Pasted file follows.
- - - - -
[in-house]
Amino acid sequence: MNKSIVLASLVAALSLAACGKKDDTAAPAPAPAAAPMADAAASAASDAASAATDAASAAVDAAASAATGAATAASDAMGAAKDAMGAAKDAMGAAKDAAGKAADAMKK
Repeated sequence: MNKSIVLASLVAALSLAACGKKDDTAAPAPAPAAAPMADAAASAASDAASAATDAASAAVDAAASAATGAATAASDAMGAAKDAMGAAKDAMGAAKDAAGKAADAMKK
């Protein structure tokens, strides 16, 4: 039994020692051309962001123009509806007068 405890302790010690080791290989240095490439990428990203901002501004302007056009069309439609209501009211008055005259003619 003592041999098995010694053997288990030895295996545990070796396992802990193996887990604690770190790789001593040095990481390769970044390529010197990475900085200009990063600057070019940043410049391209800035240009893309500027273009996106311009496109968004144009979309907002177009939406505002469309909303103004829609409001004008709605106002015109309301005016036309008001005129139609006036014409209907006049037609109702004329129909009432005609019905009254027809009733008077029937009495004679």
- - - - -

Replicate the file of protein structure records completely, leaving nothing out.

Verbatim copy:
[in-house]
Amino acid sequence: MNKSIVLASLVAALSLAACGKKDDTAAPAPAPAAAPMADAAASAASDAASAATDAASAAVDAAASAATGAATAASDAMGAAKDAMGAAKDAMGAAKDAAGKAADAMKK
Repeated sequence: MNKSIVLASLVAALSLAACGKKDDTAAPAPAPAAAPMADAAASAASDAASAATDAASAAVDAAASAATGAATAASDAMGAAKDAMGAAKDAMGAAKDAAGKAADAMKK
């Protein structure tokens, strides 16, 4: 039994020692051309962001123009509806007068 405890302790010690080791290989240095490439990428990203901002501004302007056009069309439609209501009211008055005259003619 003592041999098995010694053997288990030895295996545990070796396992802990193996887990604690770190790789001593040095990481390769970044390529010197990475900085200009990063600057070019940043410049391209800035240009893309500027273009996106311009496109968004144009979309907002177009939406505002469309909303103004829609409001004008709605106002015109309301005016036309008001005129139609006036014409209907006049037609109702004329129909009432005609019905009254027809009733008077029937009495004679």